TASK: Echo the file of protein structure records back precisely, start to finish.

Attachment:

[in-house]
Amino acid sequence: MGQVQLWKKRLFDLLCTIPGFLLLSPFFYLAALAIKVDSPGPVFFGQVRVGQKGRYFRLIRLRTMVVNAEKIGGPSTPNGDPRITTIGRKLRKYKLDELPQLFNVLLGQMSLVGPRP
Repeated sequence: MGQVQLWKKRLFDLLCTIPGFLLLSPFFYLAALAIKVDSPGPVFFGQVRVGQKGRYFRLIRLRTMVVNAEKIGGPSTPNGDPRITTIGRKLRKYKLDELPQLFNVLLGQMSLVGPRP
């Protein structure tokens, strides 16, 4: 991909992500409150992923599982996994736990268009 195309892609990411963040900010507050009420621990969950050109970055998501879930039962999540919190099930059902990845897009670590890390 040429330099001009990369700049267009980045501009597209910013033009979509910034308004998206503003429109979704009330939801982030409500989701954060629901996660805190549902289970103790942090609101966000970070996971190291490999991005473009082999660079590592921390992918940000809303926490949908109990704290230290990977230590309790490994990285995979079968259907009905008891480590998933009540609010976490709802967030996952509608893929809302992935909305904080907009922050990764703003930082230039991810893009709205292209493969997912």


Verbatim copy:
[in-house]
Amino acid sequence: MGQVQLWKKRLFDLLCTIPGFLLLSPFFYLAALAIKVDSPGPVFFGQVRVGQKGRYFRLIRLRTMVVNAEKIGGPSTPNGDPRITTIGRKLRKYKLDELPQLFNVLLGQMSLVGPRP
Repeated sequence: MGQVQLWKKRLFDLLCTIPGFLLLSPFFYLAALAIKVDSPGPVFFGQVRVGQKGRYFRLIRLRTMVVNAEKIGGPSTPNGDPRITTIGRKLRKYKLDELPQLFNVLLGQMSLVGPRP
């Protein structure tokens, strides 16, 4: 991909992500409150992923599982996994736990268009 195309892609990411963040900010507050009420621990969950050109970055998501879930039962999540919190099930059902990845897009670590890390 040429330099001009990369700049267009980045501009597209910013033009979509910034308004998206503003429109979704009330939801982030409500989701954060629901996660805190549902289970103790942090609101966000970070996971190291490999991005473009082999660079590592921390992918940000809303926490949908109990704290230290990977230590309790490994990285995979079968259907009905008891480590998933009540609010976490709802967030996952509608893929809302992935909305904080907009922050990764703003930082230039991810893009709205292209493969997912």